we must do more, with dynamic national strategies, intensified 
international cooperation, and greater resources.
    The debate between drug supplying and drug consuming nations about 
whose responsibility the drug problem is has gone on too long. Let's be 
frank: This debate has not advanced the fight against drugs. Pointing 
fingers is distracting. It does not dismantle a single cartel, help a 
single addict, prevent a single child from trying and perhaps dying from 
heroin. Besides, the lines between countries that are supply countries, 
demand countries, and transit countries are increasingly blurred. Drugs 
are every nation's problem, and every nation must act to fight them on 
the streets, around the kitchen table, and around the world.
    This is the commitment of the United States. Year after year, our 
administration has provided the largest antidrug budgets in history. Our 
request next year exceeds $17 billion, nearly 6 billion of which will be 
devoted to demand reduction. Our comprehensive national drug control 
strategy aims to cut American drug use and

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access by half over the next 10 years, through strengthened law 
enforcement, tougher interdiction, improved treatment, and expanded 
prevention efforts. We are determined to build the drug-free America and 
to join with others to combat drugs around the world.
    We believe attitudes drive actions. Therefore, we wage first the 
battle in the minds of our young people. Working with Congress and the 
private sector, the United States has launched a major antidrug youth 
media campaign. Now, when our children turn on the television, surf the 
Internet, or listen to the radio, they will get the powerful message 
that drugs are wrong and can kill them.
    I will be asking Congress to extend this program through 2002. With 
congressional support and matching dollars from the private sector, we 
will commit to a 5-year, $2 billion public-private partnership to teach 
our children to stay off drugs.
    Other nations, including Mexico, Venezuela, and Brazil, are 
launching similar campaigns. I had the pleasure of talking with the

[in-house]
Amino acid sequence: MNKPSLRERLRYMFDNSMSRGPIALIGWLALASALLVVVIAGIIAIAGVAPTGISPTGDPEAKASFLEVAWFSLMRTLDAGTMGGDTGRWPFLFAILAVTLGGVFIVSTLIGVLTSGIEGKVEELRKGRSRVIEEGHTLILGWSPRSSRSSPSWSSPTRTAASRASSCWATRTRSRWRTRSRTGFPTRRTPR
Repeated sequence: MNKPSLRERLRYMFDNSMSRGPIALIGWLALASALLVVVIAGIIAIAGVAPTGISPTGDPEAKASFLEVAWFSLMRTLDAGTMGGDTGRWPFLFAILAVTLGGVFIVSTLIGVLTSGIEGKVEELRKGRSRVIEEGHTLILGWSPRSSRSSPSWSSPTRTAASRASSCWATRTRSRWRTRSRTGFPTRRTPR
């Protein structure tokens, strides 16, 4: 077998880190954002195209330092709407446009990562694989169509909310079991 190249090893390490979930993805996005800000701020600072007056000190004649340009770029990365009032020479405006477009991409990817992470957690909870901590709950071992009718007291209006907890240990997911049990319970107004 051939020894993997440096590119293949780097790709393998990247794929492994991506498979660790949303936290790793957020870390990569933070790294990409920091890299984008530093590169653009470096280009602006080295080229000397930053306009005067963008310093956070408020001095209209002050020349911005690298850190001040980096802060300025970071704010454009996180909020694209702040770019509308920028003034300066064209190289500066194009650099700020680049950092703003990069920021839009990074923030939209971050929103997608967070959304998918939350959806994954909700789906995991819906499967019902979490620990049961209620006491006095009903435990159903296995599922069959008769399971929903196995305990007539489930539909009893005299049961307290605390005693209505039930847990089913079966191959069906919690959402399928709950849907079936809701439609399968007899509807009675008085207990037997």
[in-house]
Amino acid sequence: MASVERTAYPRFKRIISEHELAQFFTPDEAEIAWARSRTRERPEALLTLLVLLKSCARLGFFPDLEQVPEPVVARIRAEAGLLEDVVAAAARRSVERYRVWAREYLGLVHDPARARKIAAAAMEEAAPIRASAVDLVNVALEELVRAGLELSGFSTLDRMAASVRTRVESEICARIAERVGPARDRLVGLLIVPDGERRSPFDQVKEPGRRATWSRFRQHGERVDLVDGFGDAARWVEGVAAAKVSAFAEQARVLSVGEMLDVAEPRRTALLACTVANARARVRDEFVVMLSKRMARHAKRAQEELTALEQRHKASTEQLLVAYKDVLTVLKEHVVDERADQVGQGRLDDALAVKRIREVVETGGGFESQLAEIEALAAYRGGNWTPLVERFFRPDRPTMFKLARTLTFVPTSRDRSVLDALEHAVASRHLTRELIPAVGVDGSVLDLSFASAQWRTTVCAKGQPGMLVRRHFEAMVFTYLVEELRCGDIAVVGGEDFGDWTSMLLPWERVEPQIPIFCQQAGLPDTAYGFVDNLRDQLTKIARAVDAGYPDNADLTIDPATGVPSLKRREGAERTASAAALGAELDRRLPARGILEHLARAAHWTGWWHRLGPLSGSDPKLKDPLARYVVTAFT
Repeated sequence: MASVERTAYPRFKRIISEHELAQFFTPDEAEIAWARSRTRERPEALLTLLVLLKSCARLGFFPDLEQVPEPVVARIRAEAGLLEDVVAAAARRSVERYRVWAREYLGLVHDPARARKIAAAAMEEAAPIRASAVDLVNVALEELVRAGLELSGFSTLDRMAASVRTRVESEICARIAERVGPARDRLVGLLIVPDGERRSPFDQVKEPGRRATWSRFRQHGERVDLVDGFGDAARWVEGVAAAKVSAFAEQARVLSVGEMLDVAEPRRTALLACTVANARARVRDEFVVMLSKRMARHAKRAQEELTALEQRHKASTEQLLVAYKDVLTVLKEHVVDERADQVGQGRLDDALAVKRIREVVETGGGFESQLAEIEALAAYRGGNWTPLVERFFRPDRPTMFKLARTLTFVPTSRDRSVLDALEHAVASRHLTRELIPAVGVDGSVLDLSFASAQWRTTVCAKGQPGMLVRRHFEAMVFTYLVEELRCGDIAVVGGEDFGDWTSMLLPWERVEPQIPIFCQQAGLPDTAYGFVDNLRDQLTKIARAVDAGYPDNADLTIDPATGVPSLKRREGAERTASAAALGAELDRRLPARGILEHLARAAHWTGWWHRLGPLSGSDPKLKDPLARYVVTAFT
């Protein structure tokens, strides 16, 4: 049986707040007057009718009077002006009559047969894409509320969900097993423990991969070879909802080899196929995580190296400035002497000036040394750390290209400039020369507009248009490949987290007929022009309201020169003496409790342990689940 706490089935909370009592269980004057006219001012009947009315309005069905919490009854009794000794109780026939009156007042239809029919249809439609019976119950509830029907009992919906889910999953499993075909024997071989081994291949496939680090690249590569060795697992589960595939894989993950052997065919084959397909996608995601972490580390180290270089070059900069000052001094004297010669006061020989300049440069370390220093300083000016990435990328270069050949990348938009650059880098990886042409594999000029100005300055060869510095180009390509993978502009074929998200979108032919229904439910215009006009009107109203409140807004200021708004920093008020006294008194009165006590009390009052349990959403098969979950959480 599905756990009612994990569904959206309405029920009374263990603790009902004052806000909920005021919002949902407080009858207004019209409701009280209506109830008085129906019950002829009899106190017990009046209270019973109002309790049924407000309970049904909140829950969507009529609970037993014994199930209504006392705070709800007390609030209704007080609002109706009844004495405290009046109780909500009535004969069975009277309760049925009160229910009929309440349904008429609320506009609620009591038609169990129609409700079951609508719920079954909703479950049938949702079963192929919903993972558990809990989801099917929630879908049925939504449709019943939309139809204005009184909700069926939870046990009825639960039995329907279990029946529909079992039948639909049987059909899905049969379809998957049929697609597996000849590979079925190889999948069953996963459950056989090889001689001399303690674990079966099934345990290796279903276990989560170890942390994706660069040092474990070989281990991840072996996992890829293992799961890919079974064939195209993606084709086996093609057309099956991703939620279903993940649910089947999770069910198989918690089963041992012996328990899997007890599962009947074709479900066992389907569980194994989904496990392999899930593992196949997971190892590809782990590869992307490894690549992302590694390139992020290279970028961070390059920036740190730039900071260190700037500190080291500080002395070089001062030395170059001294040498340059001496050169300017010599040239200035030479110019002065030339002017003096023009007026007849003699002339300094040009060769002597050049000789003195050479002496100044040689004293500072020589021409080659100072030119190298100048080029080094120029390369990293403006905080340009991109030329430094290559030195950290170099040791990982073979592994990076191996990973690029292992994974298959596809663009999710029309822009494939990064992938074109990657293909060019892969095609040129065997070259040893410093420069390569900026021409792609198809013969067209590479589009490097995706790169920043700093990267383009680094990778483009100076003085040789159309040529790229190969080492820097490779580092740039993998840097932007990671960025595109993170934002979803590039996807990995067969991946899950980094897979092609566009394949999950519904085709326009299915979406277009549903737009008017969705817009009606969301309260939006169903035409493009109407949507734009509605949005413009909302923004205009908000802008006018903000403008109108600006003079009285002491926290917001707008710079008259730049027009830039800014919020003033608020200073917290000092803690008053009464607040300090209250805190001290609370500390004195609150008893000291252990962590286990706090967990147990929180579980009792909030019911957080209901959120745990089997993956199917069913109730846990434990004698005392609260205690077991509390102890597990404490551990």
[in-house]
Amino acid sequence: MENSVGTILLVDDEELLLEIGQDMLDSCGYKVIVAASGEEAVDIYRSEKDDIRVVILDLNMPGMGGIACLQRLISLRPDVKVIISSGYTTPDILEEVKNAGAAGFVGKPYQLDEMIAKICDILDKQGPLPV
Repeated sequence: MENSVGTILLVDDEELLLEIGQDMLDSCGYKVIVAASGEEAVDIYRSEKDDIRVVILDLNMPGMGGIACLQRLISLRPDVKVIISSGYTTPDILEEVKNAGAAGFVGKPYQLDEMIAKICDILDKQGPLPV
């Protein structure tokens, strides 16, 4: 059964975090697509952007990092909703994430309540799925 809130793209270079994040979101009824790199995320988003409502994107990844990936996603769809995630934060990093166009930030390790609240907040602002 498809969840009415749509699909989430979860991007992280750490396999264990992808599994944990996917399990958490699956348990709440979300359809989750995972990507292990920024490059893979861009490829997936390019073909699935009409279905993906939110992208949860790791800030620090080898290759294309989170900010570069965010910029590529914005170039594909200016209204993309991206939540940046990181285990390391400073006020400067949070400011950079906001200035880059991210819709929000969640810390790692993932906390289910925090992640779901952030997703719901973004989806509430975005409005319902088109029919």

President of Brazil about this at 
some length yesterday. I hope all our nations can work together to 
spread the word to children all around the world: Drugs destroy young 
lives; don't let them destroy yours.
    The United States is also working to create a virtual university for 
the prevention and treatment of substance abuse, using modern technology 
to share knowledge and experience across national borders. We will 
launch this effort next month in New Mexico, with an international 
training course on reducing drug demand. Government officials and other 
professionals from Mexico, El Salvador, and Honduras will work with 
experts on drug abuse and gang prevention from the U.S. The course will 
be linked via satellite to the U.S. Information Agency's WORLDNET 
system, so that anyone with access to WORLDNET can tune in.
    Our National Institute for Drug Abuse in the United States, which 
funds 85 percent of global research on drugs, will post on the Internet 
live videotapes of its drug prevention and treatment workshops. This 
means that anyone, anywhere, with access to a computer and modem--a 
parent whose child is addicted to drugs, a doctor trying to help, a 
researcher looking for a cure--anyone will be able to obtain the latest, 
most advanced medical knowledge on drugs.
    Such sharing of information, experience, and ideas is more important 
than ever, and that is why I am especially pleased to announce the 
establishment of an international drug fellowship program that will 
enable professionals from all around the world to come to the United 
States and work with our drug-fighting agencies. The focus will be on 
the priorities of this special session: demand reductions, stimulants, 
precursors, money laundering, judicial cooperation, alternative 
development, and eradication of illicit crops. These fellowships will 
help all of us. It will help our nations to learn from one another while 
building a global force of skilled and experienced drug crusaders.
    Together we must extend the long arm of the law and the hand of 
compassion to match the global reach of this problem. Let us leave here 
determined to act together in a spirit of trust and respect, at home and 
abroad, against demand and supply, using all the tools at our disposal 
to win the global fight against drugs and build a safe and healthy 21st 
century for our children.
    Thank you very much.

Note: The President spoke at 10:50 a.m. in the Assembly Hall. In his 
remarks, he referred to U.N. Secretary-General Kofi Annan; U.N. General 
Assembly President Hennady Udovenko; Pino Arlacchi, Executive Director, 
U.N. Drug Control Programme; President Ernesto Zedillo of Mexico; and 
President Fernando Henrique Cardoso of Brazil. A portion of these 
remarks could not be verified because the tape was incomplete.